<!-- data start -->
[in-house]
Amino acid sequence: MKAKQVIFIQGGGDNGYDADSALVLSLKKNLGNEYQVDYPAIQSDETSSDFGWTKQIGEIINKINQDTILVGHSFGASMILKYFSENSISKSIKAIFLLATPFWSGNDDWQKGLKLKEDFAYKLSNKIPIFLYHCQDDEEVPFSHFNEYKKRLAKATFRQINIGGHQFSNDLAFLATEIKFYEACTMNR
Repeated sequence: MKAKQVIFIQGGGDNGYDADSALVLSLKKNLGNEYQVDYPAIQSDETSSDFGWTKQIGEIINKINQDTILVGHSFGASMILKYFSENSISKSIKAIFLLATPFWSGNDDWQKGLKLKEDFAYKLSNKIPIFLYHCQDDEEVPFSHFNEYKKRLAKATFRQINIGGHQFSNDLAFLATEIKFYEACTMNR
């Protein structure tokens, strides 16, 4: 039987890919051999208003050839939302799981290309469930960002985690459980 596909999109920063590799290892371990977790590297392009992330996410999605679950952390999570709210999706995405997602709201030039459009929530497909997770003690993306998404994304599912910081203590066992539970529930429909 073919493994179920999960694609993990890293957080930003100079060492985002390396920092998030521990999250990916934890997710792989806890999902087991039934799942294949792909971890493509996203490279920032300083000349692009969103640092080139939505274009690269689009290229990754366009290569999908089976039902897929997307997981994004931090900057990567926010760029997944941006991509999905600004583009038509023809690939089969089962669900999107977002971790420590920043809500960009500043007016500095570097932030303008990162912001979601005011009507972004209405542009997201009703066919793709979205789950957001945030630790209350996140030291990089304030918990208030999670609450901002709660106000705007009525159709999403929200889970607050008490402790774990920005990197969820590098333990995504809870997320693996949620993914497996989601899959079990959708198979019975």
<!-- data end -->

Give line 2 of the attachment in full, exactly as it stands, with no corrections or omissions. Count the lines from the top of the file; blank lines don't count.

Amino acid sequence: MKAKQVIFIQGGGDNGYDADSALVLSLKKNLGNEYQVDYPAIQSDETSSDFGWTKQIGEIINKINQDTILVGHSFGASMILKYFSENSISKSIKAIFLLATPFWSGNDDWQKGLKLKEDFAYKLSNKIPIFLYHCQDDEEVPFSHFNEYKKRLAKATFRQINIGGHQFSNDLAFLATEIKFYEACTMNR